But in Mary, we see voluntary suffering—putting up even with great difficulties, because doing so will bring great benefits to other people.  Indeed, such suffering to help others seems to be part of the lives of the saints.  Think of Saint Paul and all of the Apostles—think of the difficulties they endured to bring us the Gospel and the Mass and the Sacraments.  All of them died for their efforts, except Saint John, who was merely boiled in oil!

    And recognize that such heroic suffering did not end with Mary and the Apostles.  The entire history of the Catholic Church is filled with men and women who risked life and limb (and sometimes died) in performing the spiritual and corporal works of mercy.  Think of missionaries who leave civilization and its comforts to bring the Faith to people in the various backwaters of the world—Francis Xavier in Asia and India, the North American Martyrs in this country, the Holy Ghost Fathers in Africa come immediately to mind, but there are many others.  Think of those who risked horrible diseases in order to comfort and cure the sick—hospitals are a Catholic invention you know, initially operated by monks and nuns.[7]  Imagine what it must have been like to belong to one of the religious orders who had to negotiate with the Moslems for the ransom of captives—members sometimes willingly entered themselves into captivity in order to have a prisoner released in exchange!

    All of these people—and many others like them—were content to take on difficulties not their own for the love of God, and for the love of neighbor because of their love of God.  They knew that “the sufferings of the present time are not worthy to be compared with the glory to come.…”

    The good news is that we all can participate in this glory.  You don’t have to be a monk or a nun;  you don’t have to go to Africa or India;  you don’t have to give yourself over as ransom in exchange for a captive.  The reality is that everyday life is filled with opportunities for us to take on difficulties to benefit a neighbor for the love of God.  I do hope you will be inspired by and imitate the generosity of the people I have mentioned.  (The Blessed Virgin Mary is always someone to imitate!)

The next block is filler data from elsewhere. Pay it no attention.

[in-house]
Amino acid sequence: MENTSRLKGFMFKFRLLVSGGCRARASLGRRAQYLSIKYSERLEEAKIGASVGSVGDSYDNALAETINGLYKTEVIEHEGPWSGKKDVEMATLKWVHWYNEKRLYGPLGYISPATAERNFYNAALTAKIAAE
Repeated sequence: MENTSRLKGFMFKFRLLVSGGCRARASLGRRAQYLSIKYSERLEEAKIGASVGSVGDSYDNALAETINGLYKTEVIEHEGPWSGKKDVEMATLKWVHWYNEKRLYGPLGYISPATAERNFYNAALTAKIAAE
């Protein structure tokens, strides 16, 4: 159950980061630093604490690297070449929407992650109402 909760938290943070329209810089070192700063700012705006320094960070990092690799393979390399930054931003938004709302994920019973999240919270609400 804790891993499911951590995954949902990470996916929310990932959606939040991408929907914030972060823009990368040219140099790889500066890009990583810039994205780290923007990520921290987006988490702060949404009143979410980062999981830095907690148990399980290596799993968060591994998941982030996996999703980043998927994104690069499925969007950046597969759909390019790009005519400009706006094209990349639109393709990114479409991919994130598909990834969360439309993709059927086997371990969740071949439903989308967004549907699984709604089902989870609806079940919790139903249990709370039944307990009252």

One last thing:  Saint Paul’s words that “the eager longing of creation awaits the revelation of the sons of God” tells us something important to our day.  When God created the world, He made it a perfect place for sinless Adam and sinless Eve.  When they sinned, creation itself was damaged.  It could no longer be perfect.  This should tell us that any movement to (quote-unquote) “save the planet” is doomed to failure if not undertaken in holiness.  It should tell us that Marxist restrictions on productivity, and Marxist “redistribution” of wealth will fail.  Likewise, the planet will not be helped by eliminating people to make room for snail-darters and spotted owls—certainly not through contraception and abortion.

    The planet will be helped by people loving their neighbor, joining together in prayer, making peace and prosperity for each other.   In his second epistle, Saint Peter describes the separation of the just from the unjust, and the very remaking of creation:

Wherefore, dearly beloved, waiting for these things, be diligent that you may be found before Him unspotted and blameless in peace.

But we look for new heavens and a new earth according to his promises, in which justice dwells. [8]